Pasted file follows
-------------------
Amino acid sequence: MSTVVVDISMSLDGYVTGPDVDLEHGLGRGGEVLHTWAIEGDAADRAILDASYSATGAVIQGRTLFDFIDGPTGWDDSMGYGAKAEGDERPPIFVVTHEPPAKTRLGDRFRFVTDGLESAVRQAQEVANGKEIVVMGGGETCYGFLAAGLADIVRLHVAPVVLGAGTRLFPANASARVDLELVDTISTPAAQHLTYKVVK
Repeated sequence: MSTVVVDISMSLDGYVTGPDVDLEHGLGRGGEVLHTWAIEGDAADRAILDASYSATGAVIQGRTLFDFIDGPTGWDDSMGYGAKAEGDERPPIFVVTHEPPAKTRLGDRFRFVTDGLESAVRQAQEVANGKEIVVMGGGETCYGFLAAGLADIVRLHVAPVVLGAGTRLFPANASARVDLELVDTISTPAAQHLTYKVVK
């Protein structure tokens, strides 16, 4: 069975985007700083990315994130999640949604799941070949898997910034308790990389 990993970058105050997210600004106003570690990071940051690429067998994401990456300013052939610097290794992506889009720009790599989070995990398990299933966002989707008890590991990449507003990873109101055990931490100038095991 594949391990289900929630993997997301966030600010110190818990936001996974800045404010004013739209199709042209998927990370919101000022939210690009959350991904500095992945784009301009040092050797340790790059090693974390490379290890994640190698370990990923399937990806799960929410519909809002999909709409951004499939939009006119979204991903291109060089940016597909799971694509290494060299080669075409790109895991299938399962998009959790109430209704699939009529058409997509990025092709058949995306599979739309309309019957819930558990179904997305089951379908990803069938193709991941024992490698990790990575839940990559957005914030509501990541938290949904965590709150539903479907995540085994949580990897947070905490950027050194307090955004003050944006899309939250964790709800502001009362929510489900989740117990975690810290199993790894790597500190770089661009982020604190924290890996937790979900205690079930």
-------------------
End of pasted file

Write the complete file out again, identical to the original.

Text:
Amino acid sequence: MSTVVVDISMSLDGYVTGPDVDLEHGLGRGGEVLHTWAIEGDAADRAILDASYSATGAVIQGRTLFDFIDGPTGWDDSMGYGAKAEGDERPPIFVVTHEPPAKTRLGDRFRFVTDGLESAVRQAQEVANGKEIVVMGGGETCYGFLAAGLADIVRLHVAPVVLGAGTRLFPANASARVDLELVDTISTPAAQHLTYKVVK
Repeated sequence: MSTVVVDISMSLDGYVTGPDVDLEHGLGRGGEVLHTWAIEGDAADRAILDASYSATGAVIQGRTLFDFIDGPTGWDDSMGYGAKAEGDERPPIFVVTHEPPAKTRLGDRFRFVTDGLESAVRQAQEVANGKEIVVMGGGETCYGFLAAGLADIVRLHVAPVVLGAGTRLFPANASARVDLELVDTISTPAAQHLTYKVVK
């Protein structure tokens, strides 16, 4: 069975985007700083990315994130999640949604799941070949898997910034308790990389 990993970058105050997210600004106003570690990071940051690429067998994401990456300013052939610097290794992506889009720009790599989070995990398990299933966002989707008890590991990449507003990873109101055990931490100038095991 594949391990289900929630993997997301966030600010110190818990936001996974800045404010004013739209199709042209998927990370919101000022939210690009959350991904500095992945784009301009040092050797340790790059090693974390490379290890994640190698370990990923399937990806799960929410519909809002999909709409951004499939939009006119979204991903291109060089940016597909799971694509290494060299080669075409790109895991299938399962998009959790109430209704699939009529058409997509990025092709058949995306599979739309309309019957819930558990179904997305089951379908990803069938193709991941024992490698990790990575839940990559957005914030509501990541938290949904965590709150539903479907995540085994949580990897947070905490950027050194307090955004003050944006899309939250964790709800502001009362929510489900989740117990975690810290199993790894790597500190770089661009982020604190924290890996937790979900205690079930």